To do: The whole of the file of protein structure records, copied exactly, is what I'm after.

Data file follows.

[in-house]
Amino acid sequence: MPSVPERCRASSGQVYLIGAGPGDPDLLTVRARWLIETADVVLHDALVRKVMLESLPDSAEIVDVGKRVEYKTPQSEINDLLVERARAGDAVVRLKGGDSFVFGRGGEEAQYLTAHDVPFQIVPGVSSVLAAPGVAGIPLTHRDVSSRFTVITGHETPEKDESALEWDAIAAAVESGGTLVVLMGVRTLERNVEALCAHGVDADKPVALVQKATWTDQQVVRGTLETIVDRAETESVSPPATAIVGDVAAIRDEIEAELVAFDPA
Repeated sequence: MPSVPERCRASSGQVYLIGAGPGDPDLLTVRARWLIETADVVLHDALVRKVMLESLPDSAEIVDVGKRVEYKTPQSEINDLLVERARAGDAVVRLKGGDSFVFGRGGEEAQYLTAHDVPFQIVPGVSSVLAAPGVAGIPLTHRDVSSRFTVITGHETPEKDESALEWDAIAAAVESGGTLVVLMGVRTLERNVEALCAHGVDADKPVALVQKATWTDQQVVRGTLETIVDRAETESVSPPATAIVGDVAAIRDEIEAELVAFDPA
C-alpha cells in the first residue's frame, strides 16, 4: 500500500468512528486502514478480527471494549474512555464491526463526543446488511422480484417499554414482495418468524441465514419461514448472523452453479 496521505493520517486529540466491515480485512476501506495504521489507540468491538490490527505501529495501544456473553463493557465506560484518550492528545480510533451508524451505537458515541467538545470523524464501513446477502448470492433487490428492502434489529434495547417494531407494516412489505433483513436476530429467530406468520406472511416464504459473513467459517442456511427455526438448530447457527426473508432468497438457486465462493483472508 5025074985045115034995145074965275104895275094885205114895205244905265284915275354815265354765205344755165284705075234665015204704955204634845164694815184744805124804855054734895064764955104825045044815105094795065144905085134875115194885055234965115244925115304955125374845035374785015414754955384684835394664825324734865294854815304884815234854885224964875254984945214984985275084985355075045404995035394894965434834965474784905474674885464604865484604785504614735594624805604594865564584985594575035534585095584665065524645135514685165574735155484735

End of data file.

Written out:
[in-house]
Amino acid sequence: MPSVPERCRASSGQVYLIGAGPGDPDLLTVRARWLIETADVVLHDALVRKVMLESLPDSAEIVDVGKRVEYKTPQSEINDLLVERARAGDAVVRLKGGDSFVFGRGGEEAQYLTAHDVPFQIVPGVSSVLAAPGVAGIPLTHRDVSSRFTVITGHETPEKDESALEWDAIAAAVESGGTLVVLMGVRTLERNVEALCAHGVDADKPVALVQKATWTDQQVVRGTLETIVDRAETESVSPPATAIVGDVAAIRDEIEAELVAFDPA
Repeated sequence: MPSVPERCRASSGQVYLIGAGPGDPDLLTVRARWLIETADVVLHDALVRKVMLESLPDSAEIVDVGKRVEYKTPQSEINDLLVERARAGDAVVRLKGGDSFVFGRGGEEAQYLTAHDVPFQIVPGVSSVLAAPGVAGIPLTHRDVSSRFTVITGHETPEKDESALEWDAIAAAVESGGTLVVLMGVRTLERNVEALCAHGVDADKPVALVQKATWTDQQVVRGTLETIVDRAETESVSPPATAIVGDVAAIRDEIEAELVAFDPA
C-alpha cells in the first residue's frame, strides 16, 4: 500500500468512528486502514478480527471494549474512555464491526463526543446488511422480484417499554414482495418468524441465514419461514448472523452453479 496521505493520517486529540466491515480485512476501506495504521489507540468491538490490527505501529495501544456473553463493557465506560484518550492528545480510533451508524451505537458515541467538545470523524464501513446477502448470492433487490428492502434489529434495547417494531407494516412489505433483513436476530429467530406468520406472511416464504459473513467459517442456511427455526438448530447457527426473508432468497438457486465462493483472508 5025074985045115034995145074965275104895275094885205114895205244905265284915275354815265354765205344755165284705075234665015204704955204634845164694815184744805124804855054734895064764955104825045044815105094795065144905085134875115194885055234965115244925115304955125374845035374785015414754955384684835394664825324734865294854815304884815234854885224964875254984945214984985275084985355075045404995035394894965434834965474784905474674885464604865484604785504614735594624805604594865564584985594575035534585095584665065524645135514685165574735155484735